Today I saw some pictures done by Simon Kneebone, who I've asked to do illustrations for my memoir. They're fantastic! Some of them are exactly right for what I've written, and I feel like Simon 'gets' what is needed to liven up the book. So, if I'm going to do justice to these fantastic illustrations, I have to get right back into getting my memoir spruced up and made into something wonderful!
Thank you so much, Ray and Simon, and everyone else who's helped me with this memoir, from family, to others with MS, friends, fellow writers and the MS Society SA & NT. You've all helped me in many different ways.
Sunday, February 17, 2013
I was one of five poets selected to be in this collection. We all were required to write a poem for 15 different prompts, focusing on 'Versus'.
This is what the collection will look like, and a little about it all. I'm really looking forward to the book being published, and out there. That will happen soon, by the end of the month, yes, this month! This was all an interesting journey - when I read the 'prompts', I wasn't sure if I could write a poem, for some of them. But I'd said yes, and there was a deadline, so, write I did!
When I have more news about this, I'll pass it on. It will be great to read what the other poets all did with the prompts!
Friday, February 15, 2013
Sunday, January 27, 2013
Great work Martin, I love the way you've taken on poetry and shaken it up and swished it with theatrical dust! Well done. I was pleased to be there on the day, assisting in a tiny way to help this performance come to life in front of us at the Prince Albert Hotel!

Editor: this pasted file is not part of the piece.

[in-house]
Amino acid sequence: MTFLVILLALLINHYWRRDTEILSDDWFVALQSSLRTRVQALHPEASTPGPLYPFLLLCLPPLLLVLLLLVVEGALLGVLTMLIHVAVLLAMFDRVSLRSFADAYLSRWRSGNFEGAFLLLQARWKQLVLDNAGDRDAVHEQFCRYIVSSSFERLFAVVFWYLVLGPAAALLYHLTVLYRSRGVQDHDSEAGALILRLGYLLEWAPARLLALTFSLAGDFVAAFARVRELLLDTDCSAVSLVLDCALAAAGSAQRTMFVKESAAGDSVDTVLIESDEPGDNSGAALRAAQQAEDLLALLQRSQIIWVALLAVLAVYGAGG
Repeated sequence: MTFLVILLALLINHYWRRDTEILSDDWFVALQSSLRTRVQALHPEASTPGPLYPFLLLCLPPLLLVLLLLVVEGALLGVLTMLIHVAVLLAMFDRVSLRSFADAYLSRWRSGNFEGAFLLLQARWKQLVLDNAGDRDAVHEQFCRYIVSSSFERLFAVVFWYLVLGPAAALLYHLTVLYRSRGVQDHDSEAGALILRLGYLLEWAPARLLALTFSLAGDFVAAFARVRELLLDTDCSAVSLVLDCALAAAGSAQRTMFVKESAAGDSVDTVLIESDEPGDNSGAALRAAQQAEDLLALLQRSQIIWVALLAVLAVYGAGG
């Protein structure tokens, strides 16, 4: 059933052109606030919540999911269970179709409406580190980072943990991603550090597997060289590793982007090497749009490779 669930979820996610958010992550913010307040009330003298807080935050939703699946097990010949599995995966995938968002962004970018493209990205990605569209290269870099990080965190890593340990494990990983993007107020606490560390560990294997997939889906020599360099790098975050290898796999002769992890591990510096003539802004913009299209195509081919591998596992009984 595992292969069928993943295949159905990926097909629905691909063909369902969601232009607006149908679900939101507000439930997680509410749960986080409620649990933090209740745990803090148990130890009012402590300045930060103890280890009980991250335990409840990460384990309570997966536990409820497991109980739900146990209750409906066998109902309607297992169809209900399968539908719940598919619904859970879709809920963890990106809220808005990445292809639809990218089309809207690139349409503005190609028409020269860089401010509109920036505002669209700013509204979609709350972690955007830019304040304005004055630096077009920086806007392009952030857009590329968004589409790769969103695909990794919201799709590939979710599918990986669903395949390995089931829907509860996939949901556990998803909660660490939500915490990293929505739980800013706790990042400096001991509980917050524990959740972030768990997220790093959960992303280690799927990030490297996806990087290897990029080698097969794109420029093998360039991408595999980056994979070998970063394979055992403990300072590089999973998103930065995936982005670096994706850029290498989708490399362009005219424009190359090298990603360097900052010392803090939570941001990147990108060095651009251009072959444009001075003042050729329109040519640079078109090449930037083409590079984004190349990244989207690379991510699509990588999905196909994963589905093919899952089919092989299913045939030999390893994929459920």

I think your performance added a little extra to everyone's performances on the day. It wasn't the biggest number of people we've ever had, but all of the people reading their poetry did a fine job with it. It was great to see a new person come along to see what it's all about. I hope she'll be back with us again, maybe reading her own poetry...
And it was lovely to catch up with Colleen Sweeney, one of my dearest poetic friends. It's been a long time but I'm so glad to have you there with us all!
Thanks to everyone who helped make it a great day, and I look forward to seeing you all again next month. Same place, but different time.
Martin Johnson is holding a Fringe event 40ks Out of Gawler. His show starts at our usual time, 2 pm, we're starting two hours earlier - 12 pm, and we'll finish up just before Martin Johnson starts. So if you want to take part in both events, you can! Just let the hotel know beforehand 85221865